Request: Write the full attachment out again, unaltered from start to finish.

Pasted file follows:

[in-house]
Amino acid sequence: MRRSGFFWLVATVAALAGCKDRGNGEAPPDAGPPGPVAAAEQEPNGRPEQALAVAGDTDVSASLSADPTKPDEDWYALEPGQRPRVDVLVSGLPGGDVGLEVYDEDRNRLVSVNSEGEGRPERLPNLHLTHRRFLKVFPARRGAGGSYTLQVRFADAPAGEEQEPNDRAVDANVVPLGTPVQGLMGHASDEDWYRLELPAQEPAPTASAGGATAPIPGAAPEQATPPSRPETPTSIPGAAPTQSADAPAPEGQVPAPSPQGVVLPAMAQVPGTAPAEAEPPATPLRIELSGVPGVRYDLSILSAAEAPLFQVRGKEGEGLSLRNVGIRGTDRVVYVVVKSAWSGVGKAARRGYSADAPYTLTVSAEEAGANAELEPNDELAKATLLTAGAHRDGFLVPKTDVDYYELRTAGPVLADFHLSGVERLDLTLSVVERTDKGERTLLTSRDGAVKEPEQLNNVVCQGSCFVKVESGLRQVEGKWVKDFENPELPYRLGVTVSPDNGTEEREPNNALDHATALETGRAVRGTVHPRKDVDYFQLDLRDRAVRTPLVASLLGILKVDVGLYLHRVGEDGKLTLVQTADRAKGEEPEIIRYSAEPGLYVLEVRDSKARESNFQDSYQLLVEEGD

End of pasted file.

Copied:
[in-house]
Amino acid sequence: MRRSGFFWLVATVAALAGCKDRGNGEAPPDAGPPGPVAAAEQEPNGRPEQALAVAGDTDVSASLSADPTKPDEDWYALEPGQRPRVDVLVSGLPGGDVGLEVYDEDRNRLVSVNSEGEGRPERLPNLHLTHRRFLKVFPARRGAGGSYTLQVRFADAPAGEEQEPNDRAVDANVVPLGTPVQGLMGHASDEDWYRLELPAQEPAPTASAGGATAPIPGAAPEQATPPSRPETPTSIPGAAPTQSADAPAPEGQVPAPSPQGVVLPAMAQVPGTAPAEAEPPATPLRIELSGVPGVRYDLSILSAAEAPLFQVRGKEGEGLSLRNVGIRGTDRVVYVVVKSAWSGVGKAARRGYSADAPYTLTVSAEEAGANAELEPNDELAKATLLTAGAHRDGFLVPKTDVDYYELRTAGPVLADFHLSGVERLDLTLSVVERTDKGERTLLTSRDGAVKEPEQLNNVVCQGSCFVKVESGLRQVEGKWVKDFENPELPYRLGVTVSPDNGTEEREPNNALDHATALETGRAVRGTVHPRKDVDYFQLDLRDRAVRTPLVASLLGILKVDVGLYLHRVGEDGKLTLVQTADRAKGEEPEIIRYSAEPGLYVLEVRDSKARESNFQDSYQLLVEEGD